"I don’t want to use my money to buy things for myself," he says. "The healthy part of any person’s life only lasts 50 years. Why die rich or give your money to your children, so they fight? I am building Inhotim for people who have never had access to art and culture. You have to open their minds. That’s the future."
IT SOUNDS LIKE the premise of a surrealist novel: a Brazilian mining magnate sets up a vast garden of art in a remote forest in South America; its sheer strangeness is a public-relations dream. A visit to the Inhotim Institute, as it is now officially called, is not your typical cultural pilgrimage. Nowhere else is the interplay of art and nature so provocative—an experience that seems particularly appropriate in Brazil, which has often been regarded as the last paradise.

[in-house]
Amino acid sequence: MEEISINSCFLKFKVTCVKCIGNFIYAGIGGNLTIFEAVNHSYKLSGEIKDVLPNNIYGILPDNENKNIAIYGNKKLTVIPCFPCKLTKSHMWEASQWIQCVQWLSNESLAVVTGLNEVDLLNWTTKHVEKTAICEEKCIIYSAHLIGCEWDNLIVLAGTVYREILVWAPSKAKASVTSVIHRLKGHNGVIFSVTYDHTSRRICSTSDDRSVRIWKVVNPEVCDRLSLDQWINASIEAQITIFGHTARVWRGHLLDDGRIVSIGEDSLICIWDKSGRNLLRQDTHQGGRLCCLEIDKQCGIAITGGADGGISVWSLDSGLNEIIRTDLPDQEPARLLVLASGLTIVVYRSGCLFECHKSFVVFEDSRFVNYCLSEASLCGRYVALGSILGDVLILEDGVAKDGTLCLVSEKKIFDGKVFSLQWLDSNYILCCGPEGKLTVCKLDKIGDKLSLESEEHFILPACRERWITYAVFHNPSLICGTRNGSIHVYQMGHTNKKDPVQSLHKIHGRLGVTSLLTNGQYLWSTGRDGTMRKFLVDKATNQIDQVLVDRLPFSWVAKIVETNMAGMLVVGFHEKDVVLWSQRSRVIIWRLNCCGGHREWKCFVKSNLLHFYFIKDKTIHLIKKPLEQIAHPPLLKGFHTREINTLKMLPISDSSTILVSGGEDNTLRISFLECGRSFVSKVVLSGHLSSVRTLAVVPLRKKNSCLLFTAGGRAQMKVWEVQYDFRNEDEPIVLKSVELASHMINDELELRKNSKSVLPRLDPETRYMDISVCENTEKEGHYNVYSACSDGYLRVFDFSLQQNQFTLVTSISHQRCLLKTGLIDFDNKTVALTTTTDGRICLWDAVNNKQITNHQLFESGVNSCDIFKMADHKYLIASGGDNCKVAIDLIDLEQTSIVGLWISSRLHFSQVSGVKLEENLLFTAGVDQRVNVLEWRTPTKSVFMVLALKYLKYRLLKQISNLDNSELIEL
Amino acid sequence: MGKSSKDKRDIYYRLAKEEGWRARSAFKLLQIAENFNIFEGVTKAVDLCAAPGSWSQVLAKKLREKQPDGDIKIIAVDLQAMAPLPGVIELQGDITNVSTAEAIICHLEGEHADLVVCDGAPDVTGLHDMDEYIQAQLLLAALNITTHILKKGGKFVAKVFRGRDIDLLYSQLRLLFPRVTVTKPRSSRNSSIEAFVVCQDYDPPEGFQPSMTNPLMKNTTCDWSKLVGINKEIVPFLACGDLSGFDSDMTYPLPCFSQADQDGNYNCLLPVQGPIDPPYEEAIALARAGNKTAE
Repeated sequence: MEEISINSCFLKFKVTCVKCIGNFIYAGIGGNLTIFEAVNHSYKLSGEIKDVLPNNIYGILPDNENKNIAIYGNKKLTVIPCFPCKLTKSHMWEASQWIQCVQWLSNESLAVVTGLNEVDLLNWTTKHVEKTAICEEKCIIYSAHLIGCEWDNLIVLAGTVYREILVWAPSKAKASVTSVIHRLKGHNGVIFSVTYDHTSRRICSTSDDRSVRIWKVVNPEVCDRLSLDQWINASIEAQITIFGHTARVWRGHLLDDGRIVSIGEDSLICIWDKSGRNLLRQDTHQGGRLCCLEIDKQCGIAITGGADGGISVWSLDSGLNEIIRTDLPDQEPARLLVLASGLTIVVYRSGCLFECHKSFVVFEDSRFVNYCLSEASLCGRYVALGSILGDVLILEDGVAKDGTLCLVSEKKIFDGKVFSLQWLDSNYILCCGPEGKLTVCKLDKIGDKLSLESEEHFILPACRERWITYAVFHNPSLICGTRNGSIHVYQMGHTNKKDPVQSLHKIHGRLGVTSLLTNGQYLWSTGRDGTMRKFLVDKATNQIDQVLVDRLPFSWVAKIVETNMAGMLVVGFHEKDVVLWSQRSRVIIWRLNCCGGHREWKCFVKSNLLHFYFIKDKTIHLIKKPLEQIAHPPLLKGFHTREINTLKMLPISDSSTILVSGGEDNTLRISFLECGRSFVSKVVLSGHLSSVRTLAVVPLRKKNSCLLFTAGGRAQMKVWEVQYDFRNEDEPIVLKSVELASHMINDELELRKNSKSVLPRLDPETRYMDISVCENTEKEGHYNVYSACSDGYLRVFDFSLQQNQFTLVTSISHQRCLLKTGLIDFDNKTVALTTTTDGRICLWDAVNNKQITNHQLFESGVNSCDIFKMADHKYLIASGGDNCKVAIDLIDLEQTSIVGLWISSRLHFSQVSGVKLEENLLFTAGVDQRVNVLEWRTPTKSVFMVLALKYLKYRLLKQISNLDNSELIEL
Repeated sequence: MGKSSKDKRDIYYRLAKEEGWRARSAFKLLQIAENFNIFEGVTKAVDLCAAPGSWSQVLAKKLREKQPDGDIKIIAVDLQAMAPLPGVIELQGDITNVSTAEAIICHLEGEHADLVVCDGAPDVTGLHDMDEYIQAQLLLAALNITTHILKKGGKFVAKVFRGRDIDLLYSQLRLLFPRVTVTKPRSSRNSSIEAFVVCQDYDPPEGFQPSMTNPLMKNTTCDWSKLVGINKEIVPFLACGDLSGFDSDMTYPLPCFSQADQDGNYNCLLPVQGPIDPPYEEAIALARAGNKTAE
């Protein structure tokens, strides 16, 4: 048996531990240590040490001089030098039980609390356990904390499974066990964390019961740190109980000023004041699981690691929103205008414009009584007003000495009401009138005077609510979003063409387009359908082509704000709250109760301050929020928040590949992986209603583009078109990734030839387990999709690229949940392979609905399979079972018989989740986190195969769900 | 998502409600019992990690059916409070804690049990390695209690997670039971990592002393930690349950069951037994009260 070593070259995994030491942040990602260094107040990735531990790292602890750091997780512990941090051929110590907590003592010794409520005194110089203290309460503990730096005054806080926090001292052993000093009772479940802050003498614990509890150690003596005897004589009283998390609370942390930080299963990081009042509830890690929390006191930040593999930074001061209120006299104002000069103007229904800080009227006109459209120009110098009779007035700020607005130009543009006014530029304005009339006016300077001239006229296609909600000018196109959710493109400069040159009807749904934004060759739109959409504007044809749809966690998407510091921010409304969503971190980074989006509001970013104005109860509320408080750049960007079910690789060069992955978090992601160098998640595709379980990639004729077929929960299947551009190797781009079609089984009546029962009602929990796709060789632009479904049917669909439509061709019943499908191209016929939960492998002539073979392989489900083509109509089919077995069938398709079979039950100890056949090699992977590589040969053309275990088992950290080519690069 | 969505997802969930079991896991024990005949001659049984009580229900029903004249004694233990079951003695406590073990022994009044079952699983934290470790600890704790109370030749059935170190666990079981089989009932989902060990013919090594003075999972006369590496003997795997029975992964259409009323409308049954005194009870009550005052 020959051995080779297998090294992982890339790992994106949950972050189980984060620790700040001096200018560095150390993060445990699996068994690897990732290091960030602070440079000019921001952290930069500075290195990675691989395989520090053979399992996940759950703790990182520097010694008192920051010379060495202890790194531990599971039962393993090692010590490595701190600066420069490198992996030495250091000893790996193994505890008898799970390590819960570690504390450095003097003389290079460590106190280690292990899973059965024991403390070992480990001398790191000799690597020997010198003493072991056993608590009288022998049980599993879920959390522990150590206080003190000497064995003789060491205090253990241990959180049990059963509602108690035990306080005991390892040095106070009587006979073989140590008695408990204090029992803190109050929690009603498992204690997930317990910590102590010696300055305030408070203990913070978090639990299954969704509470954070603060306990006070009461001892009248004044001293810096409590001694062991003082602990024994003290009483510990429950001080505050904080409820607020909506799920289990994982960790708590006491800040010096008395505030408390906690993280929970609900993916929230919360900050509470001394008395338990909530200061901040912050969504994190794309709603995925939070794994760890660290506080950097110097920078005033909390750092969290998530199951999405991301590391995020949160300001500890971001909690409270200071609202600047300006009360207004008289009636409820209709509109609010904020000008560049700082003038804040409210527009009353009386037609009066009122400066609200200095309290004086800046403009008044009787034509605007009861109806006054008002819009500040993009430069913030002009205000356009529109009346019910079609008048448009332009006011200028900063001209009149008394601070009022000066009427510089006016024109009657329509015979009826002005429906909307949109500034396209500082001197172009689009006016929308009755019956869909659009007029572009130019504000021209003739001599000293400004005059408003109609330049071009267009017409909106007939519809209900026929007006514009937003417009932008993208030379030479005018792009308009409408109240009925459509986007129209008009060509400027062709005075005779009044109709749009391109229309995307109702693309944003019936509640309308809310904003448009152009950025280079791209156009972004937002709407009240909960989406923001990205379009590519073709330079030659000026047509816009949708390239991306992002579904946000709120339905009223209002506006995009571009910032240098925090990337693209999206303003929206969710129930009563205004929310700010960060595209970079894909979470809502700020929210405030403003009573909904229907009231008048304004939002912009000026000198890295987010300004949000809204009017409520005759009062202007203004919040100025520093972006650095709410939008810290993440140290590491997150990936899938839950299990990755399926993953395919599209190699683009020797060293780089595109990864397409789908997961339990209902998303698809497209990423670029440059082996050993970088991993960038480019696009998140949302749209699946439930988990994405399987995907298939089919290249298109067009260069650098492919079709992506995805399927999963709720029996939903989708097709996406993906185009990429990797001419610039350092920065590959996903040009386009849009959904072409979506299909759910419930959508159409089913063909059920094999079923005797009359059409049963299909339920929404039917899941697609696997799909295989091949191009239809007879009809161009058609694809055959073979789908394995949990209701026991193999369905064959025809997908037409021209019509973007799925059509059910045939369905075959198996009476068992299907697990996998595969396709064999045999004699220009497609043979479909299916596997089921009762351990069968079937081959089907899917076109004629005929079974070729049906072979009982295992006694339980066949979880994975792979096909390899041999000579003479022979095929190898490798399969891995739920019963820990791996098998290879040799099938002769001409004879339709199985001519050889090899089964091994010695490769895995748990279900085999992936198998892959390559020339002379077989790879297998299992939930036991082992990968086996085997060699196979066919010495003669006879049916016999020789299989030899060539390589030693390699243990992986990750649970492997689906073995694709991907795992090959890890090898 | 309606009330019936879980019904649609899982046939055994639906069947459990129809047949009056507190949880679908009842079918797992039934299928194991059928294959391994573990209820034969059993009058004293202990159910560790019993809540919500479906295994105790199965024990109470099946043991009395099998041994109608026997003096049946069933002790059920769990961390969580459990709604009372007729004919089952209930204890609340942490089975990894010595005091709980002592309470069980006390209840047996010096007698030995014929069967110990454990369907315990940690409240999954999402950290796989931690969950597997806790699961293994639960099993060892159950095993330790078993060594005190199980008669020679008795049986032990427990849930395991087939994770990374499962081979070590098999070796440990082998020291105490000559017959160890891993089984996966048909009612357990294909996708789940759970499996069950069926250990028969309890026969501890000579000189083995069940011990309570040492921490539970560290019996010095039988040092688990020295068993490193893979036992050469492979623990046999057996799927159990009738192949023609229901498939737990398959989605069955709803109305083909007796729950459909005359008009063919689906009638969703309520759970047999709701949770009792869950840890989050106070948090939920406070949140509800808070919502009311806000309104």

But if Inhotim feels like a return to a prelapsarian world, it can also be viewed as an icon of the new Brazil, whose decade-long economic boom has made it flush with wealth. Because of its isolation, Inhotim might sound like the art world equivalent of Brasilia, the artificial capital conjured in the ’60s, but its celebrity is surging. The other guests at my rural inn include a European film crew, from Arte TV. (The presenter is the French actress Amira Casar, a Cannes regular, whose presence causes quite a stir at the inn. The chef enthusiastically shows me sultry portraits and confides that he has downloaded one of Casar’s early films, which involved “un-simulated sex”—using, he regrets to learn, a body double.) Our conversation hinges less on the artworks than the character of Inhotim’s creator. Solitary and enigmatic, Paz is shrouded by legend. Locals love to trade stories of his vast wealth and caprices, how he never finished high school and the details of his six marriages and seven children, who range in age from 37 to a 1-year-old and are scattered from São Paolo to Hawaii. I was warned he can be moody and cantankerous or distracted and terse, chain-smoking Dunhills between abstruse pronouncements and walking out of interviews at a moment’s notice.